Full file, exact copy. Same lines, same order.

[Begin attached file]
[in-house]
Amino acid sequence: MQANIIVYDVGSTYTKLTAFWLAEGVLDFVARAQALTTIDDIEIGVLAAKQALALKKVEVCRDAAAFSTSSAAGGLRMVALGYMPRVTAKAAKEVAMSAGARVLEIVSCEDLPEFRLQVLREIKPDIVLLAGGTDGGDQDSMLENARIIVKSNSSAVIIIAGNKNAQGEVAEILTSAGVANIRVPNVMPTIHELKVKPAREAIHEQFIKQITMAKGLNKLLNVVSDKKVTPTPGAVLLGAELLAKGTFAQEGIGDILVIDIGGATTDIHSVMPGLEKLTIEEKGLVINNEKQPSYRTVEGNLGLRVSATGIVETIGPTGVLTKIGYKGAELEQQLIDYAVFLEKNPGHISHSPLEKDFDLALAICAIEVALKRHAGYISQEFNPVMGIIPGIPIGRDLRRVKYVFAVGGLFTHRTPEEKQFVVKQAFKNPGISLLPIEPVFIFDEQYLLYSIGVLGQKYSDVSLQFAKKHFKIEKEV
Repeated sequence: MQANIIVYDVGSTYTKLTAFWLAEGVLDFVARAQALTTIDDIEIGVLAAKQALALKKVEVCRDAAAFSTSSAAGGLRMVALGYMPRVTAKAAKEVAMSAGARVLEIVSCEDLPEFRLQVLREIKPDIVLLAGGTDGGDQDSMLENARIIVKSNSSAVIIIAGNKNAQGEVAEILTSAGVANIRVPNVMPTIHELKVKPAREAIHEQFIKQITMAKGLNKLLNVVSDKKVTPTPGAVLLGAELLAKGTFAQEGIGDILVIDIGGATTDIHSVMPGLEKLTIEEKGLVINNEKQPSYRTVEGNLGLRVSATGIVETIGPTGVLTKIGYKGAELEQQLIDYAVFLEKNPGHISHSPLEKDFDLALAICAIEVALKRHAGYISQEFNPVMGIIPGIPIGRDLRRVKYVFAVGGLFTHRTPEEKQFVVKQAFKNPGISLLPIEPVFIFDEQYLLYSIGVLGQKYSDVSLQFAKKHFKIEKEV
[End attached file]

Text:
[in-house]
Amino acid sequence: MQANIIVYDVGSTYTKLTAFWLAEGVLDFVARAQALTTIDDIEIGVLAAKQALALKKVEVCRDAAAFSTSSAAGGLRMVALGYMPRVTAKAAKEVAMSAGARVLEIVSCEDLPEFRLQVLREIKPDIVLLAGGTDGGDQDSMLENARIIVKSNSSAVIIIAGNKNAQGEVAEILTSAGVANIRVPNVMPTIHELKVKPAREAIHEQFIKQITMAKGLNKLLNVVSDKKVTPTPGAVLLGAELLAKGTFAQEGIGDILVIDIGGATTDIHSVMPGLEKLTIEEKGLVINNEKQPSYRTVEGNLGLRVSATGIVETIGPTGVLTKIGYKGAELEQQLIDYAVFLEKNPGHISHSPLEKDFDLALAICAIEVALKRHAGYISQEFNPVMGIIPGIPIGRDLRRVKYVFAVGGLFTHRTPEEKQFVVKQAFKNPGISLLPIEPVFIFDEQYLLYSIGVLGQKYSDVSLQFAKKHFKIEKEV
Repeated sequence: MQANIIVYDVGSTYTKLTAFWLAEGVLDFVARAQALTTIDDIEIGVLAAKQALALKKVEVCRDAAAFSTSSAAGGLRMVALGYMPRVTAKAAKEVAMSAGARVLEIVSCEDLPEFRLQVLREIKPDIVLLAGGTDGGDQDSMLENARIIVKSNSSAVIIIAGNKNAQGEVAEILTSAGVANIRVPNVMPTIHELKVKPAREAIHEQFIKQITMAKGLNKLLNVVSDKKVTPTPGAVLLGAELLAKGTFAQEGIGDILVIDIGGATTDIHSVMPGLEKLTIEEKGLVINNEKQPSYRTVEGNLGLRVSATGIVETIGPTGVLTKIGYKGAELEQQLIDYAVFLEKNPGHISHSPLEKDFDLALAICAIEVALKRHAGYISQEFNPVMGIIPGIPIGRDLRRVKYVFAVGGLFTHRTPEEKQFVVKQAFKNPGISLLPIEPVFIFDEQYLLYSIGVLGQKYSDVSLQFAKKHFKIEKEV